By Alexandros Petersen
First published in Eurasia Daily Monitor July 10, 2012.
On June 28, Kazakhstan’s Senate amended the country’s transport regulations partly to allow for the state railways operator, JSC “NC” Kazakhstan Temir Zholy (KTZ), to develop a transport and logistics company, spearheading the country’s transformation into a Eurasian transport hub (Kazinform, June 28). Exactly how this new state-led company will be organized remains to be seen, but KTZ seems to be preparing for an expansion of its scope and activities. In early July, it placed $800 million in 30-year Eurobonds on the London and Kazakhstan stock exchanges, and KTZ is expected to be a major part of Kazakhstan’s so-called People’s IPO in the coming years, wherein ordinary Kazakhstanis will be able to invest in some of their country’s largest enterprises (IFR, July 7).
But, the focus of KTZ’s activities in the transport area is the burgeoning “land port” at Khorgos on the China-Kazakhstan border, northeast of Almaty. As a result of a number of agreements between Astana and Beijing, the area around Khorgos is set to become a Special Economic Zone (SEZ), with 30-day visa exemptions for businessmen operating in the zone. Plans call for centers for trade, tourism, culture and sports, a number of hotels, as well as an airport and the terminus of a railway to Almaty, which is to connect with the Chinese-funded high-speed railway project planned to run from Almaty to Astana (Tengrinews, May 25, 2011). According to the World Bank, Khorgos is to be a key node on the Western Europe-Western China International Transit Corridor, coordinated by the Central Asia Regional Economic Cooperation (CAREC) program (World Bank, May 1). An immense new freight terminal has already been built, with bays for six trucks to be inspected simultaneously.
However, on recent visits to Khorgos, on the Chinese and Kazakhstani sides, traffic crossing the border was relegated to the old customs post, where trucks, buses and cars had to wait single file for document checks and inspections. Observations confirmed massive construction underway on the Chinese side and major plans for the SEZ on the Kazakhstani side. Two large modern markets operated on the Chinese side, one for Chinese goods and one for “Central Asian” wares, but neither was particularly busy due to the traffic delays. No active businesses were observed on the Kazakhstani side except for a Sinooil station about a mile down the road from the border. Truck queues stretched for miles, a common site at Central Asian border crossings. After the May 2012 incident in which a Kazakhstani guard on the Chinese border killed 14 of his colleagues, Astana is also reportedly reassessing its border security procedures (see EDM, June 27).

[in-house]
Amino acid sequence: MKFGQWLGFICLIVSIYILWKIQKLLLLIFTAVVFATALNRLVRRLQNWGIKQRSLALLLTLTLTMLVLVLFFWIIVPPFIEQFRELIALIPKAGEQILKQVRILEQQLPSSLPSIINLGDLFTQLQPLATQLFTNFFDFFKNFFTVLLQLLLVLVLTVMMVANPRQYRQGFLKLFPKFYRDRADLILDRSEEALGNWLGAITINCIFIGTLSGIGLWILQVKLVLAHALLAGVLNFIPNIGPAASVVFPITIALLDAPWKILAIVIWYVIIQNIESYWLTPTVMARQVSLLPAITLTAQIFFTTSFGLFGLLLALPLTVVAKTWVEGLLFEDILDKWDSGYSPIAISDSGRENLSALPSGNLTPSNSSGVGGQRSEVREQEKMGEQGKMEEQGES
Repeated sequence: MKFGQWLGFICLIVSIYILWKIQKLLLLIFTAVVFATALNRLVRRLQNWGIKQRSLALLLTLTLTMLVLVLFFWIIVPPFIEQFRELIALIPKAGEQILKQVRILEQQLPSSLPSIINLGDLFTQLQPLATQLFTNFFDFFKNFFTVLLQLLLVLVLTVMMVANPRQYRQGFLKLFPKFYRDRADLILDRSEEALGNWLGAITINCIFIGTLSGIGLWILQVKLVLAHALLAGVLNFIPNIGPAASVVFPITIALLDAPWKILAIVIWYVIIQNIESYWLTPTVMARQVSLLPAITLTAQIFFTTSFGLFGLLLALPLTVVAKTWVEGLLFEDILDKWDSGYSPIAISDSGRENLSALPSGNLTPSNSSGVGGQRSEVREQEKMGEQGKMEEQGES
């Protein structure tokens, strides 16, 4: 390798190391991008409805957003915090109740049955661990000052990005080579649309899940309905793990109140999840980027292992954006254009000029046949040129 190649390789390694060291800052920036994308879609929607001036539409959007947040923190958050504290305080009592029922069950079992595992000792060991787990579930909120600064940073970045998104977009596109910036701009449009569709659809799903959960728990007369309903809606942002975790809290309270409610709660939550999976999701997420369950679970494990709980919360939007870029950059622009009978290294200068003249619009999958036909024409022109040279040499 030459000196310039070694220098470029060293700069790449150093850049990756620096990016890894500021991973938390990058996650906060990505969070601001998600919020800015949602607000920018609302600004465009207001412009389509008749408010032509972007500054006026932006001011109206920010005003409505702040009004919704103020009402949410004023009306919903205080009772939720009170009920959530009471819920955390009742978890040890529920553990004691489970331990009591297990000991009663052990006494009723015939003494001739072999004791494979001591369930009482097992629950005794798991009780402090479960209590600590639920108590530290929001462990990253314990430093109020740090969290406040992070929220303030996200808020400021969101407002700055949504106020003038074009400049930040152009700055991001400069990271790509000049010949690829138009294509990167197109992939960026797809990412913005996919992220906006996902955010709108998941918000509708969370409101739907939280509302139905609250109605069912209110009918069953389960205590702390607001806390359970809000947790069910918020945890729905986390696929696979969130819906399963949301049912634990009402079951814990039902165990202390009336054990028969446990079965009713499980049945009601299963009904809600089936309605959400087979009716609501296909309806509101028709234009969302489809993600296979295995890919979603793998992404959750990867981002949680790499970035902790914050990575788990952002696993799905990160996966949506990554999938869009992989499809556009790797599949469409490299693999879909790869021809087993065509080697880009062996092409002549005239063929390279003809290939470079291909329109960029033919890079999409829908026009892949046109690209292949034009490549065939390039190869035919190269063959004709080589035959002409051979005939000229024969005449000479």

With the Russian-led Customs Union in place, Khorgos is a gateway for Chinese goods to reach not only the growing Kazakhstani market, but also much farther afield into Russia, Belarus and possibly Kyrgyzstan. Once goods go through customs at Khorgos, they should be able to cross into Russian territory without further checks, although in practice this is not always the case. But, the Customs Union may also be a cause for some of the observed delays in the development of the SEZ. Moscow is concerned about its market being flooded with cheap Chinese goods and may be applying pressure on Astana to be more cautious in its cross-border partnership with Beijing. Kazakhstan’s leadership, however, seems to be looking for a wider range of partners for the project.
Due largely to the project’s international scope, KTZ has been able to attract extra-regional business partners to Khorgos. Toyota, for example, signed an agreement in May to develop an “integrated logistics product in Kazakhstan and Japan,” so that Japanese, South Korean and other East Asian producers can easily move their goods through Khorgos and across Kazakhstan to reach Western Europe (Tengrinews, May 25). From the West, Deutsche Bahn agreed in February to provide technical assistance for and invest in Khorgos as part of a partnership with KTZ aimed at realizing the Chongqing-Duisburg trans-Eurasian rail corridor (KTZ Press Service, February 10).
KTZ took control of Khorgos in mid 2011, after Kazakhstan’s Financial Police busted a smuggling ring operating at the border crossing The criminal group had allegedly siphoned off $130 million worth of goods and customs duties (Central Asia Online, May 3, 2011). The raid, which saw arrests as far afield as the UAE, resulted in the dismissal of Kazakhstan’s customs chief at the time and a reassessment of priorities at Khorgos. Recent construction delays at Khorgos may also have to do with the managerial transition after KTZ’s takeover and the shift to a more professional operation of the land port on the Kazakhstani side.
In Astana’s plans for Kazakhstan to become a trans-Eurasian transport hub, Khorgos is slated to be the jewel in the crown. So far, it is still very much a work in progress. KTZ’s new transport and logistics company will likely determine the speed of that work in the months and years to come.